Skip Navigation LinksHome > May 2014 - Volume 133 - Issue 5 > The Thin Gluteal Artery Perforator Free Flap to Resurface th...
Plastic & Reconstructive Surgery:
doi: 10.1097/PRS.0000000000000127
Reconstructive: Lower Extremity: Original Article

The Thin Gluteal Artery Perforator Free Flap to Resurface the Posterior Aspect of the Leg and Foot

Hong, Joon Pio M.D., Ph.D., M.M.M.; Yim, Ji Hong M.D.; Malzone, Gerado M.D.; Lee, Kyung Jin M.D.; Dashti, Talal M.D.; Suh, Hyun Suk M.D.

Supplemental Author Material
Coding Perspective
Expert
Collapse Box

Abstract

Background: The authors evaluated the clinical application of the gluteal artery perforator free flap harvested above the superficial fascia as a new approach to reconstruct soft-tissue defects of the posterior aspect of the lower limb.

Methods: Between September of 2010 and August of 2013, 27 thin flaps were used to reconstruct lower extremity defects in 27 patients. All flaps were elevated on the superficial fascia plane and based on a single perforator from either the superior or inferior gluteal artery.

Results: With the exception of two flaps that healed secondarily after partial loss, all flaps survived completely. Average flap thickness was 8.5 mm (range, 5 to 11 mm). The average flap size was 125 cm2 (range, 9 × 4 cm to 25 × 12 cm). The average pedicle length was 5.5 cm (range, 3 to 8 cm.). The average artery diameter was 0.65 mm (range, 0.4 to 1.3 mm). During the average follow-up of 13 months (range, 2 to 35 months), all flaps showed good contour and did not require any secondary revisions.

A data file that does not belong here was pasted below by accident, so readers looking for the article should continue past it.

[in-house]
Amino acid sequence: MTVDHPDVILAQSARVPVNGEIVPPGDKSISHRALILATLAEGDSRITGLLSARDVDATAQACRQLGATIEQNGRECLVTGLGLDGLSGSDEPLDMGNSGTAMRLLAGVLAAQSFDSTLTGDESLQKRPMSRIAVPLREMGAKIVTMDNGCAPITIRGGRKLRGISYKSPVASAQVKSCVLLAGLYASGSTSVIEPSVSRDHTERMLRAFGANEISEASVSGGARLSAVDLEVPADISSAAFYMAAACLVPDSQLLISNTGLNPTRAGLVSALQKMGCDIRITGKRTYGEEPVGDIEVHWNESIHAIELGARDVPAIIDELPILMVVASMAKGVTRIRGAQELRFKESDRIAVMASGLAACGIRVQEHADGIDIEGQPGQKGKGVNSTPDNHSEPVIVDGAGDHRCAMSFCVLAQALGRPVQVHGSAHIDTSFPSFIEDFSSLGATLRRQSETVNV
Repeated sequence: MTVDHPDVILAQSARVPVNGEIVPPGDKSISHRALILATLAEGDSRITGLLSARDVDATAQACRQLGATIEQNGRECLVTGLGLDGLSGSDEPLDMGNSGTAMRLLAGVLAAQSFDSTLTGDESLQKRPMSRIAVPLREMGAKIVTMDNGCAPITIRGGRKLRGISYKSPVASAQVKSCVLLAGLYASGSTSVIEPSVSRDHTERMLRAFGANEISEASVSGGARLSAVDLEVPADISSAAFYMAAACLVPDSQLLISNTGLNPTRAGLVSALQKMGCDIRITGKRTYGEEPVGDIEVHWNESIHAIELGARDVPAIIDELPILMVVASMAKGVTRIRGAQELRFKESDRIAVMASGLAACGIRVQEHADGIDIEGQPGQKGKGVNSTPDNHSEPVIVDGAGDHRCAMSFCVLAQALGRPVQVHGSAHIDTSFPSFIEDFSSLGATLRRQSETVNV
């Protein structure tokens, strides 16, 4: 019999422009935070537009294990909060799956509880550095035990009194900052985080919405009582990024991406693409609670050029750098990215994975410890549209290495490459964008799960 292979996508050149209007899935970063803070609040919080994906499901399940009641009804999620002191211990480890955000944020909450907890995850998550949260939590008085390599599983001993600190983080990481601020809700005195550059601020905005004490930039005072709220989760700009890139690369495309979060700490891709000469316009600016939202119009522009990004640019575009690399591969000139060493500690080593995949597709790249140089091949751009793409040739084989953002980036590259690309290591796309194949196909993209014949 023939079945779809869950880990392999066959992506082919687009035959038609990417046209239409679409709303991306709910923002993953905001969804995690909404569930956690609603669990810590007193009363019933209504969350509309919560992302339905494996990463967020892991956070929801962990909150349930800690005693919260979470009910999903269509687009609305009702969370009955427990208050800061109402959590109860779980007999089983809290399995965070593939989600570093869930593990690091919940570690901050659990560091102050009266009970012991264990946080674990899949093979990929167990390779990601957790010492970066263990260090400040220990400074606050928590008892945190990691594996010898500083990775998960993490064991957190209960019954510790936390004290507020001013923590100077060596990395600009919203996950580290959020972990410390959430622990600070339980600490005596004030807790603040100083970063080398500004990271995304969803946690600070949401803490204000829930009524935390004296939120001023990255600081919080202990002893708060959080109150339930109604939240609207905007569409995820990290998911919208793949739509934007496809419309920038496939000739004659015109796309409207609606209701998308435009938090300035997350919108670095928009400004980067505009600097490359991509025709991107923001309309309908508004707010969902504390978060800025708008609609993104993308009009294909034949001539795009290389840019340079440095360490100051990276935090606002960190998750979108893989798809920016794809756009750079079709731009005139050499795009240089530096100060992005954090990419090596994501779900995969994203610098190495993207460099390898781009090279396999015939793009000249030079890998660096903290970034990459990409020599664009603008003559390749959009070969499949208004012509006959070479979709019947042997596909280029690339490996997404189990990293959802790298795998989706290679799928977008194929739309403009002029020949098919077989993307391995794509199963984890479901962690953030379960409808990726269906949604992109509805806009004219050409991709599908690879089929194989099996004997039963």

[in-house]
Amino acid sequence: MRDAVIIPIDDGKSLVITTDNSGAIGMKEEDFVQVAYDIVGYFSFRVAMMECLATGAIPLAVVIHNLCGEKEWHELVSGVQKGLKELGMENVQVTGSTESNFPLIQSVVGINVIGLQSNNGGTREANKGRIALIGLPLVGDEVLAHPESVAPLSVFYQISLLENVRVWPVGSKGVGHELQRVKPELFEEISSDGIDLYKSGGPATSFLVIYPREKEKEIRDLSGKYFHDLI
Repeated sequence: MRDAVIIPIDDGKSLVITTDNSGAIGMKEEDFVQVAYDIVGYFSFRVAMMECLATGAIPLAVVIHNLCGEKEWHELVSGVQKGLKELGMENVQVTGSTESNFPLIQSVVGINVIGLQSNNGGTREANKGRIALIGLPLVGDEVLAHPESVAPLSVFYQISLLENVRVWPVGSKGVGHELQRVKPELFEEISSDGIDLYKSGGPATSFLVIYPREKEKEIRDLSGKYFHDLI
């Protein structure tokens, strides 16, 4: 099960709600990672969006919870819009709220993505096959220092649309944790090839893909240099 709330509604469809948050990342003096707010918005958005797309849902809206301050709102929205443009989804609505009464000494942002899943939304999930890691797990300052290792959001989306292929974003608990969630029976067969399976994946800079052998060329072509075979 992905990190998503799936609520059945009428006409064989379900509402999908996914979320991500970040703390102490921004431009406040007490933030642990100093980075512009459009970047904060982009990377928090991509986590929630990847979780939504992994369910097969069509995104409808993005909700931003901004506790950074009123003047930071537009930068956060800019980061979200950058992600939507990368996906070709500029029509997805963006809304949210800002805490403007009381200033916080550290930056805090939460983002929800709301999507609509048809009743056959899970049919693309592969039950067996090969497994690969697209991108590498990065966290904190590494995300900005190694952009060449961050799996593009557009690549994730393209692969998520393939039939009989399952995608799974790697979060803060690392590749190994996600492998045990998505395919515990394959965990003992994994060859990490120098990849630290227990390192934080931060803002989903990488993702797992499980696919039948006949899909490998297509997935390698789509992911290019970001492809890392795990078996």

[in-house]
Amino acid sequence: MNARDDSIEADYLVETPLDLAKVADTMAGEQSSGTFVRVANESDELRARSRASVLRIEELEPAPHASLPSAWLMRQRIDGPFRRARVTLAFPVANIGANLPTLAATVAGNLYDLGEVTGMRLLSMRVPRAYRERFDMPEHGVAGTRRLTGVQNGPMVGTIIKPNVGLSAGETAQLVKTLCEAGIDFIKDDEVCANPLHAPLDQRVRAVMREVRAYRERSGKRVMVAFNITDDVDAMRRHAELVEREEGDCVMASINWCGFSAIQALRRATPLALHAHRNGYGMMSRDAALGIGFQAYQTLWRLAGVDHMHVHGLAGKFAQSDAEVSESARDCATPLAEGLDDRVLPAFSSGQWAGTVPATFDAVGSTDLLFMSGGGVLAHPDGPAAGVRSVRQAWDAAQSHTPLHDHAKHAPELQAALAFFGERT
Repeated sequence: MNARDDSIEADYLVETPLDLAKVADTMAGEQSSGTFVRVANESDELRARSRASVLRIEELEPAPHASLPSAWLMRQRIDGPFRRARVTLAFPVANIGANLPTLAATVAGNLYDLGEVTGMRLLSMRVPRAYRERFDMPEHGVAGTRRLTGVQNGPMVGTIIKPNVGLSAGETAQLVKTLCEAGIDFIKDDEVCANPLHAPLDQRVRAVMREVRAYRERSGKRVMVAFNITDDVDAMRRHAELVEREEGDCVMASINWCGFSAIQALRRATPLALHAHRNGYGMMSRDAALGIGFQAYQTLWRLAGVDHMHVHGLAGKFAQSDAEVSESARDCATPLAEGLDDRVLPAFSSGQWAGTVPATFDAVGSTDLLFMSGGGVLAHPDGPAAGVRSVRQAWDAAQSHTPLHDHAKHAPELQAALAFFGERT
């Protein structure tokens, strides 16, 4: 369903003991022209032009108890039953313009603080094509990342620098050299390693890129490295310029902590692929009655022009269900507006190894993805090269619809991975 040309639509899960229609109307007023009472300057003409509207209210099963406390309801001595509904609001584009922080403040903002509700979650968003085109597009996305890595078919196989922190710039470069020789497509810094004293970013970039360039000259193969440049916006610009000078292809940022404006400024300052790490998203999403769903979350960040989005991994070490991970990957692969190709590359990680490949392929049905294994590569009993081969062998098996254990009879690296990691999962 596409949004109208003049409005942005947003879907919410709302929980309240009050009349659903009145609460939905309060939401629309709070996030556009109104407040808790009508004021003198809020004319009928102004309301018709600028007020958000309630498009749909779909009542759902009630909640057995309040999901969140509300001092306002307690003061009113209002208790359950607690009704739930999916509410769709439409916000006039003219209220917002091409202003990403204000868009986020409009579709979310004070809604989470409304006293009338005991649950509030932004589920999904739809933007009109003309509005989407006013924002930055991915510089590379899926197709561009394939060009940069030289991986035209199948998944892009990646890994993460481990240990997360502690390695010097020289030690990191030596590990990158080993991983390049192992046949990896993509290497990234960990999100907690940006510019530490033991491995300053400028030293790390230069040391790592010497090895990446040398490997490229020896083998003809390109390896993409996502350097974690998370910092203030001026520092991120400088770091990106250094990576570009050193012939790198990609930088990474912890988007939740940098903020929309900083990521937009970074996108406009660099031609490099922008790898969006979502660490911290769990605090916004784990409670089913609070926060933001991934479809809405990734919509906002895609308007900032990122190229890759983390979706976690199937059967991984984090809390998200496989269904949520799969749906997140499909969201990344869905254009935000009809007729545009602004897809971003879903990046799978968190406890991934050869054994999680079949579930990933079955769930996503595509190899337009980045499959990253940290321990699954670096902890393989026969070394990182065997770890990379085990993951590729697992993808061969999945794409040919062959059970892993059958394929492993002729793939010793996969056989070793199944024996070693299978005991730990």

Conclusions: The gluteal artery perforator free flap provides a thin flap for ideal contour, minimizes the operative risks of changing the patient’s position intraoperatively, and conceals the donor site with minimal morbidity. However, the pedicle can be short and supermicrosurgery skills may be needed to accommodate the short pedicle. Overall, this new approach of using a thin gluteal artery perforator free flap to reconstruct the posterior aspect of the leg and foot can be considered a feasible option.

CLINICAL QUESTION/LEVEL OF EVIDENCE: Therapeutic, IV.

©2014American Society of Plastic Surgeons

Login

Article Tools

Share


The Clinical Masters of PRS – Breast eBooks
4 Essential eBooks for Plastic Surgeons